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UConn's roller coaster of a season hits another drop

POSTED February 29, 2016
BY Patrick Tiscia
Twitter: @PatrickTiscia

STORRS – Just when it appeared UConn would finally dominate a good team, the inconsistent play that has plagued this team all season reared its ugly head.

And, suddenly, just when it looked like UConn was a pretty safe bet for the NCAA Tournament, its season is now in peril.

Up nine and cruising against Houston Sunday, the Huskies squandered all but one point of their lead by halftime. The Cougars then ran UConn off the Gampel Pavilion floor in the second half, securing a 75-68 win that leaves the Huskies scrambling with two regular season games and the AAC Tournament left before Selection Sunday.

While losing to a 20-win team is not surprising, the cause of the defeat was for the Huskies (20-9, 10-6 AAC). They allowed Houston to shoot 60 percent in the second half, 51.9 percent for the game, and let the Cougars run at will, allowing 18 fast-break points. UConn’s defense has been its strong point this season (opponents entered shooting only 37 percent), but on this afternoon, it looked lost, as on multiple occasions players let Houston coast to the basket or shoot jumpers with no resistance.

UConn coach Kevin Ollie was quite agitated to say the least.

“I don't know where our defense went, it was all transition,” Ollie said. “It was just a tough loss. Hopefully, our guys feel this. We had a great crowd here (9,667) and I'm just disappointed for them, to come out and fill Gampel the way they did and for us to have a game like this. We couldn't keep anybody in front of us, we couldn't get back in transition and we didn't play with any heart, and that's the summary of the game.

“You can’t give up 18 points on the fast-break,” Ollie continued. "We get up three and we give a guy a run. I mean, he literally takes the ball out of bounds, gets the outlet and makes a layup. You can’t play like that. You shouldn’t put a UConn jersey on if you’re playing like that.”

Damyean Dotson tore the Huskies apart, scoring 22 points on 9-of-14 shooting (four three-pointers) with 14 rebounds. Plus, his three with 1:08 gave Houston a six-point lead that sent most of the crowd streaming to the exits like students during a fire drill. It was arguably the best overall performance by an individual opponent against UConn this season. Devonta Pollard also gave the Huskies problems, scoring 17, and Ronnie Johnson had 10 points and seven assists.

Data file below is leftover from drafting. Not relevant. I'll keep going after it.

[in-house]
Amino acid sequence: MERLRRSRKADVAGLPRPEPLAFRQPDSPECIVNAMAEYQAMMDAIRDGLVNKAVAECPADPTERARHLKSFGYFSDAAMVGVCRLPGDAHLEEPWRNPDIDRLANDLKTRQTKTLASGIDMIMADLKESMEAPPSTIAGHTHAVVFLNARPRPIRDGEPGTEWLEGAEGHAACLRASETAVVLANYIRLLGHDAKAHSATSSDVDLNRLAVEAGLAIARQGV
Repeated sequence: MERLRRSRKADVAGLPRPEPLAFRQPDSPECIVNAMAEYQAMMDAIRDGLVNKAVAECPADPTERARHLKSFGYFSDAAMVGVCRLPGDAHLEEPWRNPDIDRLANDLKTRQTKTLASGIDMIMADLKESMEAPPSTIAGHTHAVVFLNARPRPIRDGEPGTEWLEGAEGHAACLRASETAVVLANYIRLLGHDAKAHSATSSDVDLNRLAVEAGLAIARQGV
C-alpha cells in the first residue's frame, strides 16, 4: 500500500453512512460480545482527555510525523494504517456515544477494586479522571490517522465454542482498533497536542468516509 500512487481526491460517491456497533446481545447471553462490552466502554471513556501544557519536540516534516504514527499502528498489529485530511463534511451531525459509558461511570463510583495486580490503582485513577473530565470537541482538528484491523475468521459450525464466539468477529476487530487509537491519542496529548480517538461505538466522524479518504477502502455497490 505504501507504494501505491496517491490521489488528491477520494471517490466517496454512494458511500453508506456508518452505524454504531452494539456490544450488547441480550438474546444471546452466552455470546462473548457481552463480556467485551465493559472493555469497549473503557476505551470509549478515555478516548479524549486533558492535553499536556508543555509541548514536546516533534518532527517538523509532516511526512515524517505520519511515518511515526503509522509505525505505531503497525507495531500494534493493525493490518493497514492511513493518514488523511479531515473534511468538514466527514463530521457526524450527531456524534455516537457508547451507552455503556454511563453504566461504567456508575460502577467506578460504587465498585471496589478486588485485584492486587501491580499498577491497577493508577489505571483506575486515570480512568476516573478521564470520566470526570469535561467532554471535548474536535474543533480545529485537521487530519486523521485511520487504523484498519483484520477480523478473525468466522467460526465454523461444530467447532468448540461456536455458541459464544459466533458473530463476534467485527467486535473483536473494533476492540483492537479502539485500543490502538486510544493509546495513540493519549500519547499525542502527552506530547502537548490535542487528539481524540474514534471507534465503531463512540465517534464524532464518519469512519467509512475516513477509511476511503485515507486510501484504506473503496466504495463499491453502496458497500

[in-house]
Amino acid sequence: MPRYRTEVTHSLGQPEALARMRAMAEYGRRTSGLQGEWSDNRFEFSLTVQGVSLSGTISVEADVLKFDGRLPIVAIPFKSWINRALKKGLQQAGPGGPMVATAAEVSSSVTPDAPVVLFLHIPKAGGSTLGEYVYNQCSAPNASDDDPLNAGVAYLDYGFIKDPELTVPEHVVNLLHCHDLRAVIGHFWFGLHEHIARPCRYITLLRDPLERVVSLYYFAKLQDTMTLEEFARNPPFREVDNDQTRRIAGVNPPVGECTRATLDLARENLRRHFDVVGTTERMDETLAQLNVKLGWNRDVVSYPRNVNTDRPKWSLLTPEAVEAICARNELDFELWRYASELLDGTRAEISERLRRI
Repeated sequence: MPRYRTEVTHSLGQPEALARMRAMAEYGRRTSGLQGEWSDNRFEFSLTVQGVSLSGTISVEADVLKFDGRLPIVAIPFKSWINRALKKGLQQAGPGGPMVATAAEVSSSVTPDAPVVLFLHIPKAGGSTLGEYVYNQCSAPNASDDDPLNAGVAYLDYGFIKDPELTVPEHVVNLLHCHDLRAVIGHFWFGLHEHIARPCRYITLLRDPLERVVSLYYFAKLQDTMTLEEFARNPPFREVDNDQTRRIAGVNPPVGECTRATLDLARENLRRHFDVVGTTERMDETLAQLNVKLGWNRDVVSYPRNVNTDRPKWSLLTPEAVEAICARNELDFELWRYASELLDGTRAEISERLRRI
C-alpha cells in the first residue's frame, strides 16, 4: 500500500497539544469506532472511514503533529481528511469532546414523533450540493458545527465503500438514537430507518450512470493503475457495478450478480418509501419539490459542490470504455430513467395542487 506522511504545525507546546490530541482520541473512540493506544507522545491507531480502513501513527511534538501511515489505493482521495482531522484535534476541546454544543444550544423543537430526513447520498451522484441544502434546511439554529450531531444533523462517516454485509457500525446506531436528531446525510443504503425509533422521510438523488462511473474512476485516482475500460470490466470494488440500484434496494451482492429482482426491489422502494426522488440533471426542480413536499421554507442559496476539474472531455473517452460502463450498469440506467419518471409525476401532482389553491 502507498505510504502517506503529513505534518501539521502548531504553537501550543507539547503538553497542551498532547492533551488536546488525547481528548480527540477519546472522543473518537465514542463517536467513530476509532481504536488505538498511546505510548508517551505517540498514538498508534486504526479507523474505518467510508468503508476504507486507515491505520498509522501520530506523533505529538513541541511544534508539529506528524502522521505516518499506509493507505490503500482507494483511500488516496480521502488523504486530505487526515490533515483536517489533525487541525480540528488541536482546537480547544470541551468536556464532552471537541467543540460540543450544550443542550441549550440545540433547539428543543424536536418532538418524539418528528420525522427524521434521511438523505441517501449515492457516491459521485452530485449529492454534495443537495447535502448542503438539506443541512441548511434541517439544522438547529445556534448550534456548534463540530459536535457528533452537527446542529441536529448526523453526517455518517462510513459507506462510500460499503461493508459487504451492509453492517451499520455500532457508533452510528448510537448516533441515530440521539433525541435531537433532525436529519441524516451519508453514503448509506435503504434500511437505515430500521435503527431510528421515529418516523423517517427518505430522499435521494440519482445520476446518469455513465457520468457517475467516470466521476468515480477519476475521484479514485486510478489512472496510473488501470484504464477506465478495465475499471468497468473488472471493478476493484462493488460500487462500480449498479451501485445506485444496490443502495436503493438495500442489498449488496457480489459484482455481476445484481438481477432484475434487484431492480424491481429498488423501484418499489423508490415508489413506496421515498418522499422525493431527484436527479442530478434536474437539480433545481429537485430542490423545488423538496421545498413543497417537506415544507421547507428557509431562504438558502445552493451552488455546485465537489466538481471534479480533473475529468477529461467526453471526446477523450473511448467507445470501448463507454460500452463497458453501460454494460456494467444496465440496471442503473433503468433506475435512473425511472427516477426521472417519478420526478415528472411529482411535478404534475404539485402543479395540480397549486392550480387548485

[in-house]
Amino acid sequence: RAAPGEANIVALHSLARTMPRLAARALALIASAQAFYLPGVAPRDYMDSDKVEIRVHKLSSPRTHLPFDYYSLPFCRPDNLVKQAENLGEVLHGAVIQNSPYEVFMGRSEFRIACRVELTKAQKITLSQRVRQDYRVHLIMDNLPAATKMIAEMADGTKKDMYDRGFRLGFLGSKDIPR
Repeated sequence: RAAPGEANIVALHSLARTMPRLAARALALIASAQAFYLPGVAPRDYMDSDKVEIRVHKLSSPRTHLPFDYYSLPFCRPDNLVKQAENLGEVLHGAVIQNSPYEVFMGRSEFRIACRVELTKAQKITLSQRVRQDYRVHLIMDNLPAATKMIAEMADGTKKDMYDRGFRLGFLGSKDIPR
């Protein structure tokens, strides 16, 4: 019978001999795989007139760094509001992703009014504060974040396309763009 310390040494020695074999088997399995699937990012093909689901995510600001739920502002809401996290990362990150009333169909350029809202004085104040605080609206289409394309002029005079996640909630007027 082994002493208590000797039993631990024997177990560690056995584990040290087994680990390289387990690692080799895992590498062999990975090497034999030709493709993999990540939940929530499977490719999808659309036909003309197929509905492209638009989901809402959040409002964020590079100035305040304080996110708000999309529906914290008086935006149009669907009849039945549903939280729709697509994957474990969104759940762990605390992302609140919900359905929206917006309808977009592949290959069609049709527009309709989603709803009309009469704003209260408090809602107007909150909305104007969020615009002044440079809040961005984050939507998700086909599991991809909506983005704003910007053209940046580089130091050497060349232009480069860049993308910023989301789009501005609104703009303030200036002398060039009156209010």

“We had a bad defensive game, a horrible defensive game," said Daniel Hamilton, who led UConn with 20 points and seven rebounds, but struggled immensely on defense. “Dotson was getting a lot of easy, pin-down jumpers and I should’ve adjusted.”

Sterling Gibbs and Rodney Purvis each had rough games, combining to shoot 4-of-14. Shonn Miller, the Huskies’ most steady player this season, only took six shots and finished with nine points.

Those players have a lot of experience, but it hasn’t translated to leadership, a trait Ollie is pleading for.

“It comes down to toughness,” Ollie said. “And the lack of effort that we showed out there was very disappointing, but it has been like that the whole year. Get up high, go down low. It's a lack of focus and a lack of leadership.”

Life is only going to get tougher for the Huskies when they travel to SMU Thursday. Not only will the first place Mustangs be out for revenge after their loss in Hartford two weeks earlier, but it’s their Senior Night, which takes on even more meaning for them since the team is banned from postseason play.

“It’s pressure all the time.” Ollie said. “To kind of cement ourselves in the NCAA tournament, it would’ve been a great victory for us to keep the momentum going down to SMU. You just let it slip through your fingers and that’s very, very hard to swallow. We did not play the right way at all. It’s very disappointing, I’m disappointed for our fans to see that. It’s unacceptable."

Ollie made sure to emphasize that his players need to take accountability.

“I can’t dribble. I can’t shoot. My assistants can’t do that.”

Quite simply, the Huskies’ ability to master those simple fundamentals and combine them with strong defense will ultimately determine their postseason fate. Time is ticking and a great opportunity was lost on Sunday.

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